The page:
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Reserve unit aids search for climbers

Search-and-rescue crew receives two calls in four days for help on Mount Rainier

Northwest Guardian

Published: 06:57PM June 5th, 2014
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Danielle Gregory/Northwest Guardian

A search and rescue crew member from Joint Base Lewis-McChord repells out of a CH-47D Chinook during rescue training May 21 on Mount Rainier.

Some years, the Reserve service members who rescue climbers from Mount Rainier don’t get a single call. Last week, they received two within four days — and this year’s climbing season is just beginning.

On Saturday morning, a military search crew with 1st Battalion (General Support), 214th Aviation Regiment, was called to help with a dire situation: Six climbers on Rainier hadn’t been heard from in several days. The unit responded, sending a CH-47 Chinook helicopter to search for the climbers.

A civilian contract chopper that accompanied the 1-214 Avn. team spotted gear on the mountain and received pings from emergency beacons buried in snow 3,300 feet below the climbers’ last known location.

Although there was no sign of the climbers themselves, the 1-214th crew continued to search the area, flying the climbers’ route looking for evidence of what happened to them, said Randy King, Park Superintendent for Mount Rainier.

At 2:30 p.m., military crews received notice they had reached their flight-hour limits, and the search had switched to recovery mode. The climbers were presumed to be dead in a fall or avalanche.

Although there was nothing crews could do for the climbers, park officials were grateful to the military for their hard work during the search effort.

“We really appreciate everything the military had done to help us in the park,” King said. “The Chinook crew played an important role during the search.”

Although the Reserve search-and-rescue unit’s second call of the season ended in disappointment, the first had a happy ending.

On May 28, a week after completing SAR training on Rainier, the park service alerted the 1-214 Avn. about a 27-year-old woman having convulsions at 12,500 feet up the mountain. With little more to go on, the rescue team, including a Madigan Army Medical Center doctor and hoist operators from 22nd Special Tactics Squadron, was rapidly on its way.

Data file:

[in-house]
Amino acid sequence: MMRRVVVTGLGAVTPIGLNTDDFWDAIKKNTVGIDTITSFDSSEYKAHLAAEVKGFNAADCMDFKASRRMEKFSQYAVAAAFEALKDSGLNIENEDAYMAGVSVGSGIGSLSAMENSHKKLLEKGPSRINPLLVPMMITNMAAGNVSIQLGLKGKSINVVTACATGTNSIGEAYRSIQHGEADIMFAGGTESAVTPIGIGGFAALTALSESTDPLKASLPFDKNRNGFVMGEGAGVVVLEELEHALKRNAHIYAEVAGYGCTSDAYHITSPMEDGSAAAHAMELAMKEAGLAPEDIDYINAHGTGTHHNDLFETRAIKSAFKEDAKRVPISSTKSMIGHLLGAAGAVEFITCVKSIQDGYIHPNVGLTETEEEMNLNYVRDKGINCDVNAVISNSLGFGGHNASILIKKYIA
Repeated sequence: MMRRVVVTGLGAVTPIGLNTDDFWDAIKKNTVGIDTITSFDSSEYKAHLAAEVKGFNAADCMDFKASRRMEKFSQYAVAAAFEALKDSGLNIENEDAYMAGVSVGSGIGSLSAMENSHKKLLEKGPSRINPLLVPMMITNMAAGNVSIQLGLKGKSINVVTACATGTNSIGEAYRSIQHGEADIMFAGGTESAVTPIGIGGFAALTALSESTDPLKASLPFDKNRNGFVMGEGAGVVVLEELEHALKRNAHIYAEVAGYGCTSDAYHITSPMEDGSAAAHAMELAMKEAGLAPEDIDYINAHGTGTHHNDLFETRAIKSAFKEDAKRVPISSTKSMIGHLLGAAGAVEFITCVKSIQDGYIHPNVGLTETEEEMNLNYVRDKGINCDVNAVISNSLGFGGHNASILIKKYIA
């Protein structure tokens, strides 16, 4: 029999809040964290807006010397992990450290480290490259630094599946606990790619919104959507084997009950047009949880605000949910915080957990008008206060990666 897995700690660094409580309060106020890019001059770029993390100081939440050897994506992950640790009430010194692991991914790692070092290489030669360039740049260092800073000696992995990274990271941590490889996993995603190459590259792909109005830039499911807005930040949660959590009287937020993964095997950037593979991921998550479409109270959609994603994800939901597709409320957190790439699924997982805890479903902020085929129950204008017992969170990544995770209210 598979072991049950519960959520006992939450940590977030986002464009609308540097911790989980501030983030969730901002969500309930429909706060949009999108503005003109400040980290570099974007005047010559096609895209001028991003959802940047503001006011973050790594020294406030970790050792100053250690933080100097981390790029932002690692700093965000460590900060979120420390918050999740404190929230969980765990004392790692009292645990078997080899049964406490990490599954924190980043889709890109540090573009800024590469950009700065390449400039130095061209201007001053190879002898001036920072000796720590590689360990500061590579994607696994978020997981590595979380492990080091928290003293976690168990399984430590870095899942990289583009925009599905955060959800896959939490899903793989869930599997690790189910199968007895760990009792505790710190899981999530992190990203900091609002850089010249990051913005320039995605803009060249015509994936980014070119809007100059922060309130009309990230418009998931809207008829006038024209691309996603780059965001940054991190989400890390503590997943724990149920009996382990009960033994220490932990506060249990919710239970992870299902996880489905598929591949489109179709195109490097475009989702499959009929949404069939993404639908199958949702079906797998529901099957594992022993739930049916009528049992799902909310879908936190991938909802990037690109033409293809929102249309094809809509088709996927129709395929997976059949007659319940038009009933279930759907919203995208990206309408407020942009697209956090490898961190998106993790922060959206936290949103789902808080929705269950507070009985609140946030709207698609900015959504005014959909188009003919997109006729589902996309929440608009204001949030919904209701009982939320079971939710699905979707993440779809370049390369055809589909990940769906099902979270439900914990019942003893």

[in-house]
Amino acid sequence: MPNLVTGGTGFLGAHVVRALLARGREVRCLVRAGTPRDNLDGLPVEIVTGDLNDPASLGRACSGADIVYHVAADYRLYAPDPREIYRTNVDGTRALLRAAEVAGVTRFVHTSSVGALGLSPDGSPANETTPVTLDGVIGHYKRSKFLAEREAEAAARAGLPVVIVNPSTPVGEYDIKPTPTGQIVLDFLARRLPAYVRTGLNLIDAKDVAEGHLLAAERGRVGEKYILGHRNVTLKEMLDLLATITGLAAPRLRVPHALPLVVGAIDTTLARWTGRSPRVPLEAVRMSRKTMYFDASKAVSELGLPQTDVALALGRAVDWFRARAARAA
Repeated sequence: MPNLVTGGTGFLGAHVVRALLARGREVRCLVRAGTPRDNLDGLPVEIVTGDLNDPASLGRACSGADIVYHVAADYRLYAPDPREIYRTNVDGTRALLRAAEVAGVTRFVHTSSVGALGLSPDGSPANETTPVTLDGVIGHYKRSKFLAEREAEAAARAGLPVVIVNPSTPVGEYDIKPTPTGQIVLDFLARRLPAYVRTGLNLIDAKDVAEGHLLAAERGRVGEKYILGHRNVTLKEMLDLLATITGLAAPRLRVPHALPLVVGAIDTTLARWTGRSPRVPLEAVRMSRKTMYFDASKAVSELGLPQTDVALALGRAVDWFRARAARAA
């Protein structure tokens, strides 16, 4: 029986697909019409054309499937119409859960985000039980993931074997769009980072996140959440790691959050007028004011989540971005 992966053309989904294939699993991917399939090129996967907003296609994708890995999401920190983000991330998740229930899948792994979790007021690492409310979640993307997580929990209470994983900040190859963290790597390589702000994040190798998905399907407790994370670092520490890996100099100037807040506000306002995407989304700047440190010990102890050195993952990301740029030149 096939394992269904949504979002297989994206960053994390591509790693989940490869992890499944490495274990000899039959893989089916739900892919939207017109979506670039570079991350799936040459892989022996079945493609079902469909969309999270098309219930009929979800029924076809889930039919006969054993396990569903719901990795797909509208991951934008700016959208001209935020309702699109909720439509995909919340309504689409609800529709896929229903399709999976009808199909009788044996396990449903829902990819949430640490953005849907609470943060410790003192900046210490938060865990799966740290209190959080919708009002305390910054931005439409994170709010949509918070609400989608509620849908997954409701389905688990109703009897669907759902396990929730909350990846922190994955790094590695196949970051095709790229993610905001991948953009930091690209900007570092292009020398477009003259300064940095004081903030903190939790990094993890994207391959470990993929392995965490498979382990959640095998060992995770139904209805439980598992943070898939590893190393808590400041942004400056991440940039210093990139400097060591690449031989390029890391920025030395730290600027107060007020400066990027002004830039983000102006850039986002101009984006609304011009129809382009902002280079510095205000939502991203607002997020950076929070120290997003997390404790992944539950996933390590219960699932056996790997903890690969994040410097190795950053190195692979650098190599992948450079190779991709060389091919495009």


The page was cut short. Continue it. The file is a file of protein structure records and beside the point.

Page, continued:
Within three hours, the team arrived, retrieved the patient, administered initial medical care and delivered her to Madigan. She was doing well, Chief Warrant Officer 4 Richard Bovey, a 1-214 Avn. rescue pilot said a day after the rescue.

The crew never established the cause of the climber’s seizures. Bovey said high altitude, intense exercise or a previous medical condition could cause the symptoms in Mount Rainier’s environment.

The incident required the Reserve unit to use all aspects of its recent training, from high-altitude flying, rappelling, hoisting with a litter and administering medical treatment at high-altitude.

“The training absolutely helped us,” Bovey said after the rescue.

The military crew isn’t called for every emergency situation on Mount Rainier; often park service personnel make less dramatic rescues on their own. For difficult situations in more more severe conditions, however, calling military SAR professionals is the best option, Bovey said.

“It really is a mutually beneficial, synergistic relationship between the National Park Service and the Army Reserve,” said Capt. Alan Moss, public affairs officer with the 11th Aviation Command, 1-214 Avn.’s higher headquarters. “Our pilots save lives and gain high-altitude training, which is beneficial for them in combat.”

With the climbing season underway, Moss said the unit’s early experiences have given the rescue team a valuable level of confidence.